Former Red Sox pitcher Mike Myers thought he knew what he was in for as he prepared to run the 2018 Boston Marathon, but nothing could prepare him or the rest of the nearly 30,000 entrants for what they were about to face Monday.
“Somebody told me the wind was going to be behind us, and it was behind us for a total of about 5 yards,” said Myers with a laugh. “Just the amount of rain that came down, I wasn’t even concentrating on the wind, although there was one point between miles 18 and 22 where the wind was coming in pretty fierce. It felt better than I thought it would though.”
Myers was happy to finish the race, and not just so he could check off another item on his bucket list. The former relief pitcher who was a member of the 2004 Red Sox team that ended the 86-year World Series drought, was running for the Angel Fund, which raises money for research of Amyotrophic lateral sclerosis (ALS).
“They’re making strides in trying to find a cure, but until it’s completely done, and seeing how it affects people, it means a lot,” said Myers. “When I think of ALS, I think of the Boston area. Everything that goes on around the Angel Fund, and the Ice Bucket Challenge. I think it’s pretty cool how everybody’s embraced trying to help out and find a cure and bring awareness to the situation.”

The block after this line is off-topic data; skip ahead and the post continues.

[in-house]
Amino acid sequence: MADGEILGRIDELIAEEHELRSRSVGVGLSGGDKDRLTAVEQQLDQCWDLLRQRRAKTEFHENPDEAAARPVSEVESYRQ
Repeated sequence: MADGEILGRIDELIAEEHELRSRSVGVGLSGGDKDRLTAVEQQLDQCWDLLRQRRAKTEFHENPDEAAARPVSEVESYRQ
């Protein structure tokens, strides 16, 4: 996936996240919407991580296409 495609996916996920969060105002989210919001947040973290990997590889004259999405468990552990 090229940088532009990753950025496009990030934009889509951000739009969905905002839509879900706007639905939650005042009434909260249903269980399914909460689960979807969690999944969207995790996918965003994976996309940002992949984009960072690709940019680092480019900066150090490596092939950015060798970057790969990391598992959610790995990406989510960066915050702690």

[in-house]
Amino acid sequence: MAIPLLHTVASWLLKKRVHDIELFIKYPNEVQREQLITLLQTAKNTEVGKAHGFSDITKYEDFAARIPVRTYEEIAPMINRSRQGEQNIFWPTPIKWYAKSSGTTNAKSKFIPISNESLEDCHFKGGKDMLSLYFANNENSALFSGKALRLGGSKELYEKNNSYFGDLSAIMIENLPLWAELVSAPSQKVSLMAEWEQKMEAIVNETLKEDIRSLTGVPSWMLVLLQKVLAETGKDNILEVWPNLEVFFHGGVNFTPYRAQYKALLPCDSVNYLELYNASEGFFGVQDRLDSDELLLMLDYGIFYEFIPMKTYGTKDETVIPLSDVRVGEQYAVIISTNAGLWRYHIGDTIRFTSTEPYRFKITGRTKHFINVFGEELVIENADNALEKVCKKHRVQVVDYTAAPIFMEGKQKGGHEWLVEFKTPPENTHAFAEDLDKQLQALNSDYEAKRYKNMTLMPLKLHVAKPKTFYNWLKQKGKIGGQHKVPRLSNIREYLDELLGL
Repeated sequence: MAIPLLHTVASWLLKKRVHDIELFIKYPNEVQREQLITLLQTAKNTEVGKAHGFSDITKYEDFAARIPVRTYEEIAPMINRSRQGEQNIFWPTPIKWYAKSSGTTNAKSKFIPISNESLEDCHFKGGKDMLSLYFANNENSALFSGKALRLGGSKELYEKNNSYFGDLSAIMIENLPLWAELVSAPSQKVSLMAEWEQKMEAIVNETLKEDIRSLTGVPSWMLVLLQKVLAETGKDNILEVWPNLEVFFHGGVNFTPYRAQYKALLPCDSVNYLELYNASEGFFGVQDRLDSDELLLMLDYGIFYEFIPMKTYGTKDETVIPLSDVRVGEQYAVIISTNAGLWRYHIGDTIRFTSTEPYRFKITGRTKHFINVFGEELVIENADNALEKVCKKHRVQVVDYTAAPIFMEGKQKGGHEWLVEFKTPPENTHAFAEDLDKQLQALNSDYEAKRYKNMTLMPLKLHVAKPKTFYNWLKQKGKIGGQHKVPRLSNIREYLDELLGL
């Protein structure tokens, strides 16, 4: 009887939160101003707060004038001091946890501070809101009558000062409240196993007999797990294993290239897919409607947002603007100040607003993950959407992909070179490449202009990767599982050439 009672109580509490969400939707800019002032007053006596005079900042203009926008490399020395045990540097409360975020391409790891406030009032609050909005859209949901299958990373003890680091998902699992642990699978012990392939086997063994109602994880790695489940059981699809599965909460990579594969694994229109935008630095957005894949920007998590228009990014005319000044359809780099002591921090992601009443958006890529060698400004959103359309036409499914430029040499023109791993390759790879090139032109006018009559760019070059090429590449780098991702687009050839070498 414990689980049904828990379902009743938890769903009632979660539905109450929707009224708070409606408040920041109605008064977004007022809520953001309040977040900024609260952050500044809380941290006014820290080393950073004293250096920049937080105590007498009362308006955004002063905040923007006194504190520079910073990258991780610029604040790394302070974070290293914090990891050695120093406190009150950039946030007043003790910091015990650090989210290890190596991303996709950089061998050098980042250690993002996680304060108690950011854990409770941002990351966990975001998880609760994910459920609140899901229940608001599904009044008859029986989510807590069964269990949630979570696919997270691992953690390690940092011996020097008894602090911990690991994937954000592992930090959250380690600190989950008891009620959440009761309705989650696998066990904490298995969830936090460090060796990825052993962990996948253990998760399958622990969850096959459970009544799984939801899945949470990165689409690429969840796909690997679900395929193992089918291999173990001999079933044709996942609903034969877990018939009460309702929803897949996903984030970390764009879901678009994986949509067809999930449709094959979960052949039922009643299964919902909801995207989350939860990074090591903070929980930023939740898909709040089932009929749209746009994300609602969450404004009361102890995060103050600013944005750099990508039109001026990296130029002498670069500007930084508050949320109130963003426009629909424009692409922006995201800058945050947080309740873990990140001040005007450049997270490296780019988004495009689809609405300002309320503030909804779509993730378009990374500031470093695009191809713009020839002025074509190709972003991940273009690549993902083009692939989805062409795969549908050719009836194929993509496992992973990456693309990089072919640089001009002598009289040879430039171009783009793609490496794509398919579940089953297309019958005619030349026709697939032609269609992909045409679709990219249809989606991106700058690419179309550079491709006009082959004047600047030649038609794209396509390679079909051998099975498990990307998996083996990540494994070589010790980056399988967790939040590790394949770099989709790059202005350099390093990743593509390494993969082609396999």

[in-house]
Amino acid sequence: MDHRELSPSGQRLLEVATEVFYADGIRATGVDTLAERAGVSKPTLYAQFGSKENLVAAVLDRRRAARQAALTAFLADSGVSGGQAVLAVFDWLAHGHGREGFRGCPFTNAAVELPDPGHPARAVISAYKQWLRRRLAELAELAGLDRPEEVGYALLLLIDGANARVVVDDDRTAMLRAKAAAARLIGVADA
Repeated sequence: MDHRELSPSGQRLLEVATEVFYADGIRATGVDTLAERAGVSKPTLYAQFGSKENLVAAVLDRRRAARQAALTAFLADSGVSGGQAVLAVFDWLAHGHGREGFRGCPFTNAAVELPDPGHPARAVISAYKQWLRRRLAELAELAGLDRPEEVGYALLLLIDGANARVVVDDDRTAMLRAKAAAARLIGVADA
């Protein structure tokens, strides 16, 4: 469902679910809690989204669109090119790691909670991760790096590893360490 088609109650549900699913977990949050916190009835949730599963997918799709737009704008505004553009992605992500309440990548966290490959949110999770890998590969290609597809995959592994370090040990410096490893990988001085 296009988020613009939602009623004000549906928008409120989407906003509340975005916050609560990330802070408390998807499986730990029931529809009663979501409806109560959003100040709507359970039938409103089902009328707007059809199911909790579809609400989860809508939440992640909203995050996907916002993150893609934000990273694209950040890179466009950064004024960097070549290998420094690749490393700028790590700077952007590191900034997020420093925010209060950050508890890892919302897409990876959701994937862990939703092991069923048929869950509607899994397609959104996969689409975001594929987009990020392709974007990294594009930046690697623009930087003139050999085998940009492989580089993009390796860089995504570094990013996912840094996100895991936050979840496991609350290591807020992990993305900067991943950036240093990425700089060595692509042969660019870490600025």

Myers became aware of the program during his time with the Red Sox. Teammate Mike Timlin’s mother had died of the disease shortly before Timlin joined the Red Sox in 2003. The righty reliever connected with the Angel Fund president Rich Kennedy and pledged to donate $500 for every relief appearance he made. Timlin then proceeded to make 81 appearances in 2004 and 78 appearances in 2005.
Kennedy, who lost both his father and his younger brother to ALS, was grateful for the exposure, as well as the fund-raising. A little more than two years ago, he was also diagnosed while he was training for what would have been his 32nd marathon.
Myers, 48, had stayed in shape since last pitching in the big leagues in 2007, but he was not a serious runner. After committing to run Boston, he embarked on an aggressive 30-week program in October to get ready.
Although Myers played for the Red Sox, he did not have much familiarity with the course heading into the race.
“I knew how to get from Fenway Park to the finish line, but that was about it,” said Myers, who now works for the MLB Players Association.
Whenever someone asked Myers what his goal was, he replied that it would be to run 100 percent. It didn’t quite work out that way, as Myers estimated he walked maybe a mile and a quarter, but ran the rest of the race.
“I’m just glad I was able to do this for ALS.”